Blessing and curse waterway

Since time immemorial, many paths converge on the historic trading metropolis of Amsterdam. Transport is a central theme in the Dutch capital. Exactly the right place to get closer to the phenomenon of urban mobility. And the possibilities of transporting yourself and your goods from A to B are so varied that we have decided on a small series about Amsterdam. The challenge: one day, as many ways of transport as possible and as many references as possible to the solutions from Phoenix Contact.
A mobile self-experience in a fascinating city …

Bridges and canals – World Heritage Site

In the middle ages, Amsterdam was the largest port in the world. From here ships sailed across all oceans, brought goods or weapons – each as required and necessary. The empire of the East India Company extended to Southeast Asia and secured the trading houses in faraway Europe fairytale wealth.
Water still characterises the cityscape of Amsterdam today, although since 1923 the “outer dike” has ensured that the city no longer has direct access to the North Sea. A complicated network of canals (the Grachten), sluices and bridges has ensured for around 400 years that the floating goods traffic nevertheless reaches the heart of the city. In the 16th century, the canals were laid out in a ring around the old core of the city to create new space for the boom town of the time.

Mischa Braam

Mischa Braam is the Infrastructure Industry Manager at Phoenix Contact Netherlands. When it comes to bridges, tunnels, and locks, his knowledge is second to none. And he knows Amsterdam like the back of his hand, because the experienced expert has already supervised many projects here. With him I get to points far away from the tourist streams.The first stop on our tour is the Schinkelbrug bridge system, a part of the A10 orbital freeway surrounding Amsterdam.

The Schinkelbrug

On foot we approach the imposing building over the river Schinkel, first enjoying the idyllic view of houseboats and yachts. We stand in front of a closed barrier, because the pedestrian bridge below the large arches of the bridge is secluded and opens the waterway for a sports boat.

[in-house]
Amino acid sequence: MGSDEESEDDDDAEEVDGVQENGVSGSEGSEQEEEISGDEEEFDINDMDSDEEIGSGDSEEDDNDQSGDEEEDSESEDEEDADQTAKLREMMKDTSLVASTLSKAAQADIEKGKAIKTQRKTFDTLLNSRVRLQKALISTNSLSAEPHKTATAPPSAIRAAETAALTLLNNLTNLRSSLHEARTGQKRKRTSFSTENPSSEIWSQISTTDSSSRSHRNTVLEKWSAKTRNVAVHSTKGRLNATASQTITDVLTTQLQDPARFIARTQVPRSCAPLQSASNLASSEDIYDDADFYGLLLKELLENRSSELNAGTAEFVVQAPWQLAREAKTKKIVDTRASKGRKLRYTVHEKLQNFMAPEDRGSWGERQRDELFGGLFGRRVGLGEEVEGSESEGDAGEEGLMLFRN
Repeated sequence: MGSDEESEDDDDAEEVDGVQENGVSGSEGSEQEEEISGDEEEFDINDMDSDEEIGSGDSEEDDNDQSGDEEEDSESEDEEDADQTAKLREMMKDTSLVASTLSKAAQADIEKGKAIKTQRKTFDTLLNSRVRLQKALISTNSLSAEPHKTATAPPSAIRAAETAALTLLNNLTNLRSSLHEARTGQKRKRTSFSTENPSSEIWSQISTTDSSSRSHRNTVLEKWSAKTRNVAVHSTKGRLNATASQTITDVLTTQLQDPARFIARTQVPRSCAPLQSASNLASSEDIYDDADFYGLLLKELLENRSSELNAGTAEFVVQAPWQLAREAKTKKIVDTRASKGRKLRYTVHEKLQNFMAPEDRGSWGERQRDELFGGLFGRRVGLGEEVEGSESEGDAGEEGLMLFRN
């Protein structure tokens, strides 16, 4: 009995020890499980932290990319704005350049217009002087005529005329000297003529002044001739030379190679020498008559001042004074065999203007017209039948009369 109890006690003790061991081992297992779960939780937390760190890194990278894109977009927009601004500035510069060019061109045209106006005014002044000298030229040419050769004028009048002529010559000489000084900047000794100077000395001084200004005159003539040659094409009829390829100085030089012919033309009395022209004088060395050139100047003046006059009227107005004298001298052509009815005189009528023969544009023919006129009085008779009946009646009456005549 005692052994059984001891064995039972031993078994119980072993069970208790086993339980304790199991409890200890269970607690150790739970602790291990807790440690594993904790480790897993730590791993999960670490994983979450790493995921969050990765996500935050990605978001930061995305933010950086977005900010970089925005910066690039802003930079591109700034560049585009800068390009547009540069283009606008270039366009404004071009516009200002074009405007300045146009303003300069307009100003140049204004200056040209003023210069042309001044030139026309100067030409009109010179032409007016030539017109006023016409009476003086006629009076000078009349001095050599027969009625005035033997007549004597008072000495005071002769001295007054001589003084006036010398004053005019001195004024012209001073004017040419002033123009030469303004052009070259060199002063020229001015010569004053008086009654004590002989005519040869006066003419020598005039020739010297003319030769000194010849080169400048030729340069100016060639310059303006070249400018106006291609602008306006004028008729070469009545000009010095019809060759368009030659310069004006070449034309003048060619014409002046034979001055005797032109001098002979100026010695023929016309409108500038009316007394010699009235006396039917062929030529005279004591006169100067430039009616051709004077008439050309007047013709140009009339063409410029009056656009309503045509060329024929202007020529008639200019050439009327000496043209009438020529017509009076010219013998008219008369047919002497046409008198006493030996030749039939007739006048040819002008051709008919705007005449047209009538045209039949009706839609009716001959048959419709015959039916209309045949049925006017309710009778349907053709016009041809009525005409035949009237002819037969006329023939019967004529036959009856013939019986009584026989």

The motorway A10 crosses the Schinkelbrug system

“The system is made up of a total of seven bridges, all of which can be raised and lowered,” explains Mischa. “The subway, intercity railroad, freeway, pedestrian paths, and cycle paths all cross over the river.” If a large shipor a sailing ship wants to pass through, the bridge elements are raised.”

This almost only ever happens at night, when the traffic is lighter. “We are developing the complex signal control system, which starts a long way before the bridge.” All products used must be SIL-certified, that is to say they must satisfy the safety directives. Communication with the various signaling devices is carried out via cable.

Facts bridges and grachten

Number of bridges: 1281
Grachten: ~200 (UNESCO World Heritage)
Total length of the canal system: approx. 75 km
Average depth of the grachten: 2.6 m
Average width: 27 m

Facts Schinkelbrug

Year of construction: 1972
Passage width: max 14 m
Total length: 160 m
Elements: 7 bridges for car and railway long-distance traffic, metro and pedestrians
The bridge was built in several stages, first as a pure motorway bridge, later supplemented by elements for rail and metro traffic.

Die Schinkelbrug

Phoenix Contact is well experienced when it comes to converting signals to and from waterways, and uses a wide range of products to implement safe and efficient control and communication between control stations and signals and control systems. Some examples:
Functional Safe in signal systems

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